Texas has the highest population of women veterans in the country and doing artistic work is one of the strategies some of them use to ease the transition to civilian life.
The Michael E. DeBakey VA Medical Center has hosted an exhibit this month showing some of their paintings.
Natalie Lopez, a San Antonio native, is the author of one of the pieces.
Actually her painting, which is titled “Forever unfit puzzle” and depicts a soldier in distress, was one of 10 that won a nationwide contest organized by the Veteran Artist Program and the VA's Center for Women Veterans.
"Painting helps me release stress, just like the gym for most people," Lopez, who was deployed in Afghanistan in 2007 and Iraq in 2008 and is now stationed in Abilene, told Houston Public Media.
Kayla Williams, director of the VA's Center for Women Veterans and a veteran herself, explains that one of the goals of the initiative is "to help male patients and VA providers recognize the service and experience of women veterans and help women veterans, when they enter a facility, see their own experiences reflected, so that they can feel more recognized and welcomed."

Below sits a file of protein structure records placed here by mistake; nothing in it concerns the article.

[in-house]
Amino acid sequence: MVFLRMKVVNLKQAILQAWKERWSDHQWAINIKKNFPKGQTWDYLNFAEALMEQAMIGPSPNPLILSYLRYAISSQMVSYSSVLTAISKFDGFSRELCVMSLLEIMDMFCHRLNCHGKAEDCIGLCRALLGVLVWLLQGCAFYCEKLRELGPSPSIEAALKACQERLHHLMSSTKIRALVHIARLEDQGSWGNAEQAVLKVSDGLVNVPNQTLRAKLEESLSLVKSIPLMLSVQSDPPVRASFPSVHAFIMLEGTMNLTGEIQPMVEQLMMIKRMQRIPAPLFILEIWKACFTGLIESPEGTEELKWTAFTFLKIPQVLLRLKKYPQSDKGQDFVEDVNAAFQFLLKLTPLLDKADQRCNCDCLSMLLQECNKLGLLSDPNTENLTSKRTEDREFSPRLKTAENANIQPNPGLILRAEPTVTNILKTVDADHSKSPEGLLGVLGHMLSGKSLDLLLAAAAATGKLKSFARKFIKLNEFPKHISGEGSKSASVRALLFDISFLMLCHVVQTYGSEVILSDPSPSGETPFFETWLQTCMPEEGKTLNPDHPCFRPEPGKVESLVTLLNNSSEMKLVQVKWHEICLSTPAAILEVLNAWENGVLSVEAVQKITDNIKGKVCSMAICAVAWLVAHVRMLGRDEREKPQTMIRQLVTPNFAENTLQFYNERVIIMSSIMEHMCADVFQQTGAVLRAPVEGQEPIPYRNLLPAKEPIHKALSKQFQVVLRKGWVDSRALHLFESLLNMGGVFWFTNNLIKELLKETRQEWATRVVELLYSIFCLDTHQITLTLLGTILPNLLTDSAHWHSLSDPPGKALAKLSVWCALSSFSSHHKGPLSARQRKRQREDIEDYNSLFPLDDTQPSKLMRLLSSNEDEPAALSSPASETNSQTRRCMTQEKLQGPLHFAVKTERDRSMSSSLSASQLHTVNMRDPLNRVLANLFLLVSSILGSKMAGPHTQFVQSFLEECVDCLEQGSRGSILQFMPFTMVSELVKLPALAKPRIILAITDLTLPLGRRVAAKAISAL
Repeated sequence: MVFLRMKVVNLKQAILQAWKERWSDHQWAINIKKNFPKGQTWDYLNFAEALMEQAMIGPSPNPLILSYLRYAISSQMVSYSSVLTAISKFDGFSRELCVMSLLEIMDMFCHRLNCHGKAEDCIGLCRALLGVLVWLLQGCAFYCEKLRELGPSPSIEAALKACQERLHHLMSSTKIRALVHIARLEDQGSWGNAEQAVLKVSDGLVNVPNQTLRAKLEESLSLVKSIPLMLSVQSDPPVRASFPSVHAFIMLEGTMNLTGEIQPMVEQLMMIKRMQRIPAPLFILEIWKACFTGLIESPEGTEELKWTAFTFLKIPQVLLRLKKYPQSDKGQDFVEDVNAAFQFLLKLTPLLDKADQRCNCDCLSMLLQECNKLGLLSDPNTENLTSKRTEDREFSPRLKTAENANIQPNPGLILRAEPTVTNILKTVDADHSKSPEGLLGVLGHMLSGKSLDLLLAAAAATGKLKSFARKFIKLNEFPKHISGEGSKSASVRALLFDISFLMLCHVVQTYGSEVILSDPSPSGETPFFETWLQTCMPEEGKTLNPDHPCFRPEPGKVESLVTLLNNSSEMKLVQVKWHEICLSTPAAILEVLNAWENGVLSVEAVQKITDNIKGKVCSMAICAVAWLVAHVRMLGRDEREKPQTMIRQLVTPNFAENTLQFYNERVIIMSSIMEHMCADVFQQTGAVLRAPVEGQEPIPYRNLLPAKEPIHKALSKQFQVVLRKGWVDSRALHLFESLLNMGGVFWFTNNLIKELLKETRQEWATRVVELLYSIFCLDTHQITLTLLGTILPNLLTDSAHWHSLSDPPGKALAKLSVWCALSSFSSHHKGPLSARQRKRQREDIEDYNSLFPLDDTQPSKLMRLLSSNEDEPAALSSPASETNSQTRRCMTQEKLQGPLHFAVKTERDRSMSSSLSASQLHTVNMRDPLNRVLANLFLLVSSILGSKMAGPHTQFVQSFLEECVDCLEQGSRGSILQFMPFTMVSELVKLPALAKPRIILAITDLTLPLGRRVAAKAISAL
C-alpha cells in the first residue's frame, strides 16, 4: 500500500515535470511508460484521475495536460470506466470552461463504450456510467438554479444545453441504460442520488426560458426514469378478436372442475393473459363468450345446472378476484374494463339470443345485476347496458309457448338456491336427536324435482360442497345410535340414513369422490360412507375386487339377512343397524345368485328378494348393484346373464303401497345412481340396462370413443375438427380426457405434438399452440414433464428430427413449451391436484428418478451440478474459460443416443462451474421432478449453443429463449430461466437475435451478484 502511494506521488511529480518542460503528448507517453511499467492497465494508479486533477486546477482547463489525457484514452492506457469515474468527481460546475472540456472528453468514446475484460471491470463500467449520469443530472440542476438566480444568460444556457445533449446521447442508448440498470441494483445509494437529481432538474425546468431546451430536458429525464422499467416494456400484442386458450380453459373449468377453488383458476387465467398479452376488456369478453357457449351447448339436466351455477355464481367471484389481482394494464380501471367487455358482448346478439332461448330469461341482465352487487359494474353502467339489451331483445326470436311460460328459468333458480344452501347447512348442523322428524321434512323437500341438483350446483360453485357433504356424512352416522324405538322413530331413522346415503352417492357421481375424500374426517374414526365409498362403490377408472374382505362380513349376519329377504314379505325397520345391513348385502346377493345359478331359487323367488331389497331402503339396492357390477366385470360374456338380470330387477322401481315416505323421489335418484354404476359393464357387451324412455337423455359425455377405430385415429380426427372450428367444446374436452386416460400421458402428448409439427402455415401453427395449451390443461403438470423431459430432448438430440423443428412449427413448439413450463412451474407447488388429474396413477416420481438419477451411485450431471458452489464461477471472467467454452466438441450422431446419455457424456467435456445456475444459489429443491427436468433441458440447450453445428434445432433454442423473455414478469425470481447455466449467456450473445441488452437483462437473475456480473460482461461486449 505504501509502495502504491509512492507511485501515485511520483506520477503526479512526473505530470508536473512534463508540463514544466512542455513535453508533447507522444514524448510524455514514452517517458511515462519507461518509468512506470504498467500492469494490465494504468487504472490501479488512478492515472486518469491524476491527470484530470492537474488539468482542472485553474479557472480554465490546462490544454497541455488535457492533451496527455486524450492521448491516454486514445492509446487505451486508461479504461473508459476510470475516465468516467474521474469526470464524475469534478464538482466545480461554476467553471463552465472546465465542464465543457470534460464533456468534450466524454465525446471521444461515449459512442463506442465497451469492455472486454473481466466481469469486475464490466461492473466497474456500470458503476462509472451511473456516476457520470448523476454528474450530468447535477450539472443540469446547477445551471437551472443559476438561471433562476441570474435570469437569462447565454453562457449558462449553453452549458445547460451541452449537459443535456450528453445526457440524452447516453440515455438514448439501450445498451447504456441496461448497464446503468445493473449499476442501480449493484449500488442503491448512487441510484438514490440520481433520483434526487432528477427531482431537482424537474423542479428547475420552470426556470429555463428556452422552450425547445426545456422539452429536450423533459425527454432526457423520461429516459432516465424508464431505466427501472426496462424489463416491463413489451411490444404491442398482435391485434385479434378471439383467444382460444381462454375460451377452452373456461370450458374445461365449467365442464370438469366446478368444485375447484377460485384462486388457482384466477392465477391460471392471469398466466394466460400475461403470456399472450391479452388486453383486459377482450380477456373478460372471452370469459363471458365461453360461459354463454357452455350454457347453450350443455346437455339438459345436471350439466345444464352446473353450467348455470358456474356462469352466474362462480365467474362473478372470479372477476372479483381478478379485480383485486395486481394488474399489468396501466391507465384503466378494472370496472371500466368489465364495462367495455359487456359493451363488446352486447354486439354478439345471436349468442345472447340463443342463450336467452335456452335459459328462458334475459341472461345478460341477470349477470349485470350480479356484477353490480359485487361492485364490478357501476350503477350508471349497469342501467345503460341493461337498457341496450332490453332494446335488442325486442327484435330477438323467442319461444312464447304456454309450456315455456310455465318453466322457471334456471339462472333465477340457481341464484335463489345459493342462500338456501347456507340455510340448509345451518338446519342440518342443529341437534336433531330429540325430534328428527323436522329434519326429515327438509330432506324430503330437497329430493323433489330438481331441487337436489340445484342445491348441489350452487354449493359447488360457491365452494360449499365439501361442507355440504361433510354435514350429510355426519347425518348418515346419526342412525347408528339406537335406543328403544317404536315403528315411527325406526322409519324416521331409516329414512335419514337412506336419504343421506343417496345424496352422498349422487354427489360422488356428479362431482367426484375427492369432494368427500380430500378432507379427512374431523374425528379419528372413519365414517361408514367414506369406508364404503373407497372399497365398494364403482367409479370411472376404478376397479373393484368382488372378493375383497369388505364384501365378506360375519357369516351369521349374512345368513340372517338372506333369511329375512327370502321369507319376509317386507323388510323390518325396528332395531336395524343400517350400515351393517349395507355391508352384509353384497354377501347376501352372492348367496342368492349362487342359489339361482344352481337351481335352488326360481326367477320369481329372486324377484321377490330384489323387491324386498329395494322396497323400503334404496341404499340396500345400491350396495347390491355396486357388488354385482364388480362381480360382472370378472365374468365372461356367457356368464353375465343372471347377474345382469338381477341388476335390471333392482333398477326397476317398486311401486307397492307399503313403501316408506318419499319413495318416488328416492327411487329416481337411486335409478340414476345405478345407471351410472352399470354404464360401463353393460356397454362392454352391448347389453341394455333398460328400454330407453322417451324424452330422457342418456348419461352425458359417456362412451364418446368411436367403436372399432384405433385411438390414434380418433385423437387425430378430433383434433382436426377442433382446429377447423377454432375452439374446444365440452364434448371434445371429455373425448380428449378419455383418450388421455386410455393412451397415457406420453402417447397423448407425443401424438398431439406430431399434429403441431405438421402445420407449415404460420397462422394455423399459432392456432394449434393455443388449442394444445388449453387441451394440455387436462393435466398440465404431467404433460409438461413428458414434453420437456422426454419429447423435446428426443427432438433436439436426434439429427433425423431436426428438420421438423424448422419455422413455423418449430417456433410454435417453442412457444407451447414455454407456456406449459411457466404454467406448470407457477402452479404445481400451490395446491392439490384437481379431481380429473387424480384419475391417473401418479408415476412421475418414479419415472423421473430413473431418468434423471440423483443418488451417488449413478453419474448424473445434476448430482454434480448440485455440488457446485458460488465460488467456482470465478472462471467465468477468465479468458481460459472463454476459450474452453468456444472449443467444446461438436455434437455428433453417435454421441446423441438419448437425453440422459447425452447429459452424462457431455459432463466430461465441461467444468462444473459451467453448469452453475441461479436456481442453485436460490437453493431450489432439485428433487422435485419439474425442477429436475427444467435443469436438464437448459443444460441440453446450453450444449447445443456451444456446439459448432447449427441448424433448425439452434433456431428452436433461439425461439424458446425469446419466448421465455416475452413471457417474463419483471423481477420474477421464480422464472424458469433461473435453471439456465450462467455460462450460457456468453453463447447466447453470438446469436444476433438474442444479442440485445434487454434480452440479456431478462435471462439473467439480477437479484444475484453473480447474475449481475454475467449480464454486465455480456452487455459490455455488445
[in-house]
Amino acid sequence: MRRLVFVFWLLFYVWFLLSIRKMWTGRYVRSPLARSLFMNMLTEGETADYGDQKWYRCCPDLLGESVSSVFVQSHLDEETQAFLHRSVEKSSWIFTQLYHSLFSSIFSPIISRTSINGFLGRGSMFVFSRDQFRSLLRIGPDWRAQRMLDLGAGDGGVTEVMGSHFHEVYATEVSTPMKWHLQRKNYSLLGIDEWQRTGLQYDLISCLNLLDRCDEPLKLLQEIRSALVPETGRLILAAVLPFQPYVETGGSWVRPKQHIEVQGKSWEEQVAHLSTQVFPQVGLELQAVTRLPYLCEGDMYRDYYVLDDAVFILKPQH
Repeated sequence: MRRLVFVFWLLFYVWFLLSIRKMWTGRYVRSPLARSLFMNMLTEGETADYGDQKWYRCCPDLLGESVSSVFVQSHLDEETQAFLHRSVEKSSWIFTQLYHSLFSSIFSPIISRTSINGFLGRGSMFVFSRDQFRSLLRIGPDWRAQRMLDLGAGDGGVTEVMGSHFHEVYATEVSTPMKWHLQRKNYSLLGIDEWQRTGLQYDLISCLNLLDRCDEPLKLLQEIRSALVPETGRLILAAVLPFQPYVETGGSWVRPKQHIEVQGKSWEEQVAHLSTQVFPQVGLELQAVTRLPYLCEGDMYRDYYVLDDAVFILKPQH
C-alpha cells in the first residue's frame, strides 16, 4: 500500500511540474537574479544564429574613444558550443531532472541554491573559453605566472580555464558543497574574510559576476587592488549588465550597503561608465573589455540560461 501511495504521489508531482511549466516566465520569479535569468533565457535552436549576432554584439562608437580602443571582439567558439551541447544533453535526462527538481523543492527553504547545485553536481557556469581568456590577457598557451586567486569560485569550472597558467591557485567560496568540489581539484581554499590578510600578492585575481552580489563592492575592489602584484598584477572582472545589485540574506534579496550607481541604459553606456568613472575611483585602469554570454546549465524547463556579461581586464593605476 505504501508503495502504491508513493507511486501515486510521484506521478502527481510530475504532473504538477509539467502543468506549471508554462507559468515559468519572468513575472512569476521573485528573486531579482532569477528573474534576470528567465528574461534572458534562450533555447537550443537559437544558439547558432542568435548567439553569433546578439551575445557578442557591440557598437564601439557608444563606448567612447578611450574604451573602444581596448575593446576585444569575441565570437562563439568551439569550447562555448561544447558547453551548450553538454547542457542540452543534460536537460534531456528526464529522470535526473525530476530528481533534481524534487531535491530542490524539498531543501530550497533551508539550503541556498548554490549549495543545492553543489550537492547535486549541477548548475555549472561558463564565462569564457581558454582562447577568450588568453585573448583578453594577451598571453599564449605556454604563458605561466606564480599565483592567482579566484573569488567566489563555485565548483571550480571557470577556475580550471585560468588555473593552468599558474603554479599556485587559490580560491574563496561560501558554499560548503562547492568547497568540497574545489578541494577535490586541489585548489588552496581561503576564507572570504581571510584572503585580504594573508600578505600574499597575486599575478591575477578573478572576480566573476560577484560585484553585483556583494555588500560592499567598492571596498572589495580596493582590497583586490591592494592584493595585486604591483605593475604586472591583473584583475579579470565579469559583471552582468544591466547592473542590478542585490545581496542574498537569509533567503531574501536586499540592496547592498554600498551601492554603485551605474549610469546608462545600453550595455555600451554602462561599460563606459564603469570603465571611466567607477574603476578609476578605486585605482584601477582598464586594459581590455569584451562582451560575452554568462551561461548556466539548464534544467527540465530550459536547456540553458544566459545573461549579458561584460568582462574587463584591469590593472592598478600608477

Lopez is in the process of being discharged due to Post Traumatic Stress Disorder (PTSD) and says painting has been therapeutic in her journey to cope with the horrors of war.
"What I want to do is pursue my degree to become an art therapist because I find that painting is healing and I wanna be able to help the veterans," she explains regarding what she would like to do when she returns to civilian life.
The Michael E. DeBakey VA Medical Center has showcased Lopez's piece and the other nine winning submissions in March as part of the celebration of Women's History Month.